Over my last three years as a young professional, something with which I’ve been constantly tinkering is my professional/personal
balance. I heard from the start that I needed to be cautious about how much work I do, how much time I spend in the office, etc. due to the risk of burnout. I didn’t really understand that at first, as I had just begun a job I couldn’t get enough of. It didn’t take me long to understand that it didn’t matter how much you did like your job; if it was constantly in your face, day in and day out, you’d start to get annoyed.
This year (this semester in particular), I feel good about my balance. I’ve learned a couple things over the course of my three years on the job that helps my balance and stress level. First, I’ve blocked time on my calendar if I don’t feel like having a meeting
at that time. I targeted certain times during the day when I feel like I’m not at my best, or time slots in which I know I’ll be rushing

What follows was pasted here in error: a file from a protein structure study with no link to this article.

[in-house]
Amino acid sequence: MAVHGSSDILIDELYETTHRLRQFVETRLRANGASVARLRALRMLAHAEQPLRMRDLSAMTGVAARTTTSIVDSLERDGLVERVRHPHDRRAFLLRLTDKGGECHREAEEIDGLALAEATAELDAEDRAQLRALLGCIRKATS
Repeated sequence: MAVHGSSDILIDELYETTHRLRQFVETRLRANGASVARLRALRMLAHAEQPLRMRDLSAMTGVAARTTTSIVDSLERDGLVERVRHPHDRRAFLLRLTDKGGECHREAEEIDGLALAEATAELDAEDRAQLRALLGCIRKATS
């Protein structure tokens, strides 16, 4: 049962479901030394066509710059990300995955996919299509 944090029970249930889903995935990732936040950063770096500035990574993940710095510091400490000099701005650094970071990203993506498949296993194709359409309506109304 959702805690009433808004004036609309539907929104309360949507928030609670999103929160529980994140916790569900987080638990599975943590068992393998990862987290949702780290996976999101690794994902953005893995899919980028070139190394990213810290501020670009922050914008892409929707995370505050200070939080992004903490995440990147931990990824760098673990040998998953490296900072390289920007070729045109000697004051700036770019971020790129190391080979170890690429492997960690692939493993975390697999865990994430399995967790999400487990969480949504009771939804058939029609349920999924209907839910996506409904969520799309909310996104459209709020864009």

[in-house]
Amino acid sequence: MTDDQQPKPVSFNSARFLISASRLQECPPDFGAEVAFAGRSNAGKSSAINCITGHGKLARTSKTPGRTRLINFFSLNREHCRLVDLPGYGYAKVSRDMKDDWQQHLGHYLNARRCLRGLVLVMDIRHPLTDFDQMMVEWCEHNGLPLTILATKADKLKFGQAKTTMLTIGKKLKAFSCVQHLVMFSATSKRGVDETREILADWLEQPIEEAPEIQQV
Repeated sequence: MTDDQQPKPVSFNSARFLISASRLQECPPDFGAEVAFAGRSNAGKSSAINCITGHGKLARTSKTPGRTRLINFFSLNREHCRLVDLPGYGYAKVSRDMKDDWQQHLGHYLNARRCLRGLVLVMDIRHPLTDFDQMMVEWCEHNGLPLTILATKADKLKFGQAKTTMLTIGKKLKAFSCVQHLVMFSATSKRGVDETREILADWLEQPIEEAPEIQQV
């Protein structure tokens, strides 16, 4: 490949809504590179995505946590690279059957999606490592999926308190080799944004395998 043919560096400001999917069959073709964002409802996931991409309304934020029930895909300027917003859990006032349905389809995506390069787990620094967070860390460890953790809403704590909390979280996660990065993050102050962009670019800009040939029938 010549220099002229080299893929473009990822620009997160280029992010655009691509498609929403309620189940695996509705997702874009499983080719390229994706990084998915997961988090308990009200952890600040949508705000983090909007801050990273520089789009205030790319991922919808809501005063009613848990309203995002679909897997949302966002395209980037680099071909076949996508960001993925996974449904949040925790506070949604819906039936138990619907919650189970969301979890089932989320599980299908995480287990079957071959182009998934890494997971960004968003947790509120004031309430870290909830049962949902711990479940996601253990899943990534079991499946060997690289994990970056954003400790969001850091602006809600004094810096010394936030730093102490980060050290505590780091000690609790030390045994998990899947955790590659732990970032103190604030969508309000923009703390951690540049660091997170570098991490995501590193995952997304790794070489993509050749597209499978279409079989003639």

thanks to the standing meeting or lunch that immediately follows. For instance, I will never meet with anyone from 9:00-9:30 AM, the first half-hour time slot of my day, because I want to have time when I can get settled and understand the big tasks of the day and what I need to do to attack them. I also will not meet with anyone at 11:30 unless it’s absolutely necessary. One thing I realized I value during the work day is being able to take that early lunch, especially so I don’t encounter a crowded space when all the students try to eat at the same time.
Another thing that’s worked for me is stacking most of my meetings on one day and making that day “sacrifice day.” I’d rather have
one long day, in which I surrender some free time and retain it for later in the week, than be busy every single day. Sacrifice Day is Monday for me, because I’m already energized from the weekend, and I usually spend Sunday night mentally preparing for the week to begin. Plus, I simply enjoy easier Wednesdays, Thursdays, and Fridays.
Of course, I won’t know how this is going to work in grad school next fall. It probably won’t. I know that I’ll need to be more
flexible, be willing to put in lots of work every day, and embrace the busyness and hectic lifestyle of a grad student. But there’s nothing that says I can’t try to use the thinking behind this system to build my next one.